Managing Risk with Futures Trading

Whenever we look at how to manage risk with a trade, the first place to start is to assess how much risk you are able to take on. An extreme example of risk that one would not be able to properly manage is if they took a trade that would result in their losing all their capital if the trade moved against them in the slightest way.

While this isn’t really possible with normal futures trading, as you can’t really get enough leverage to go broke on small movements, you certainly can get there if you are not careful. Trading the futures market with contracts for difference, or CFDs, can provide traders with leverage up to 1000 to 1 though, and if you’re trading with that much leverage, a one tenth of one percent movement against you will certainly cause you to lose your whole account if you put it all in the trade.

Even this could be properly managed though if one was both willing to take on this much risk and monitored things closely enough, as well as had the skill to pull this off. So, we don’t want to assume too much here, in this case for instance assuming that such a strategy would be suicidal, because one trader’s suicide might be another’s ticket to great success.

It will suffice to say though that futures traders wouldn’t normally want all their funds out there at 1000:1 leverage, if they could even get this much of it, and there are plenty of situations where a trader may over leverage themselves.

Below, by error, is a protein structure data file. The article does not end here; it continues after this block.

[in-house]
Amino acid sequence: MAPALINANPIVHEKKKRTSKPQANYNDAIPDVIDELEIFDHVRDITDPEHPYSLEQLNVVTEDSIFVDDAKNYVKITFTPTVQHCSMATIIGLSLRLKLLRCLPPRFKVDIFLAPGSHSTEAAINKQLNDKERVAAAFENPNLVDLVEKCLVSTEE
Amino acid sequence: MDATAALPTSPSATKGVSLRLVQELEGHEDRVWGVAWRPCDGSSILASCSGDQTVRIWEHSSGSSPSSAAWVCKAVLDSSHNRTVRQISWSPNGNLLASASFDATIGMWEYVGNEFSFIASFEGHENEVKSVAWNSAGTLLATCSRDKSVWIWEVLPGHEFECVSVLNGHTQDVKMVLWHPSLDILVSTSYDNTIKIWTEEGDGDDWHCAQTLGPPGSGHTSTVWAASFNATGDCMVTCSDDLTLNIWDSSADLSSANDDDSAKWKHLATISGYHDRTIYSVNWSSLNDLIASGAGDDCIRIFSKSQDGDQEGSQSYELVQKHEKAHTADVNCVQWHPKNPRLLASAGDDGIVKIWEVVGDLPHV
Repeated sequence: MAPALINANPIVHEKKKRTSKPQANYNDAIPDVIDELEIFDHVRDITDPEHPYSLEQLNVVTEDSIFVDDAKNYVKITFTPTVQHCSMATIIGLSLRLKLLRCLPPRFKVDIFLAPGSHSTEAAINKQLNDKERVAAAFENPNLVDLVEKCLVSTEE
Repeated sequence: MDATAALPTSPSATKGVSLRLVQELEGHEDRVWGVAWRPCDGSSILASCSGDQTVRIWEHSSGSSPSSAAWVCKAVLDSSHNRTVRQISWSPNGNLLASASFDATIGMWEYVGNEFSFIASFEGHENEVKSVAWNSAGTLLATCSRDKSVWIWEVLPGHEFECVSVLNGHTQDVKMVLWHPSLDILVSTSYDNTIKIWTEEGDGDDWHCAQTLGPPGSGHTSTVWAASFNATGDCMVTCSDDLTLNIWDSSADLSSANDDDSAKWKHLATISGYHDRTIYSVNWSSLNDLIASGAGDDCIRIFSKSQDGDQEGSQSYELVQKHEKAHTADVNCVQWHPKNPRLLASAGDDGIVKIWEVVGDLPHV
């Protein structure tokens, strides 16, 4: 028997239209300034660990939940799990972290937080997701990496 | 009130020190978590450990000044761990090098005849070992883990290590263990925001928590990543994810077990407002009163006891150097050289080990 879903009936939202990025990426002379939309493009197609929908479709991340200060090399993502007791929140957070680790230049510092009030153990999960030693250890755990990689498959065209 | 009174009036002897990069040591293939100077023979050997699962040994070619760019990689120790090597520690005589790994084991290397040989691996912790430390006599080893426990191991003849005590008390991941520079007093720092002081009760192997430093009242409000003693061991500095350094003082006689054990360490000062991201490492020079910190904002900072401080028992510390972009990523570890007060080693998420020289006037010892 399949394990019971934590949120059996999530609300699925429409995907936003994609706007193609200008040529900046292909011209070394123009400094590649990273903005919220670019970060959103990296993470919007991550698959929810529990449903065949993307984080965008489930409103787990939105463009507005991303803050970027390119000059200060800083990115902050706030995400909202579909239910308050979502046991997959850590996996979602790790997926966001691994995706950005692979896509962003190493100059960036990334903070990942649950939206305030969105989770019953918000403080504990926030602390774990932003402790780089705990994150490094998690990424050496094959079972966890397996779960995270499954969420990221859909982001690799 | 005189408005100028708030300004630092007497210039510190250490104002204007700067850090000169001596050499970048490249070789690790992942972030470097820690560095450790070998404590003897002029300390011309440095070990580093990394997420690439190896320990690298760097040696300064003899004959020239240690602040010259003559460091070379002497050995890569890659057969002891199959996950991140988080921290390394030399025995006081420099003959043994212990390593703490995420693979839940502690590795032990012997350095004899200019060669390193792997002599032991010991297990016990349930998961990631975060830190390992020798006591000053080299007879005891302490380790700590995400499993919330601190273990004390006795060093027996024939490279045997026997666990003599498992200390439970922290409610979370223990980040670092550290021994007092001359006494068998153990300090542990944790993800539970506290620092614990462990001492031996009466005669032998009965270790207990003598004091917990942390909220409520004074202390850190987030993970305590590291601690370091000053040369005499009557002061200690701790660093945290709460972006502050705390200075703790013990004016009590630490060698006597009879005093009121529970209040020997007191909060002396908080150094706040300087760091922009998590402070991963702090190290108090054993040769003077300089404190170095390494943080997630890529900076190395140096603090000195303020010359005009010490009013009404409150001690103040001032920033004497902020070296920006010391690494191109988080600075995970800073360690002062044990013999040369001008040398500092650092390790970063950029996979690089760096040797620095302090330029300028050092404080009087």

We do need to ensure that we are not doing this, although there are no hard and fast rules here, like some advisors suggest,  such as putting no more than a certain percentage of your account in any one trade and the like.

Rules like this are often going to end up being too broad, as the other considerations that determine both trading success and risk tolerance are going to matter as well, and sometimes matter even more.

We do need to be aware of the fact though that there is going to be what we could call an organic risk tolerance with trades, which apply regardless of one’s risk preferences, which are something different.

Over leveraging oneself, beyond what is reasonable when we take everything into account, is an example of this. This isn’t all about reducing risk though, as risk and reward go together, so it may be the case that a trader needs to take on more risk, and this isn’t that uncommon.

The Real Risks of Futures Trading Aren’t In The Trades Themselves

Futures trading, like all forms of financial trading, are not based upon random outcomes, even though randomness is an element of any trade. We do know that price patters with securities, including futures, are not random, and there’s actually nothing at all that is random about these markets.

Our ability to be able to successfully predict these price movements over the periods that we are looking to trade in though is going to be uncertain. If this were random, our wins and losses would even out net of trading costs, but in actual fact we will be able to predict our trades with some degree of positive or negative outcome over time, based upon our trading skills.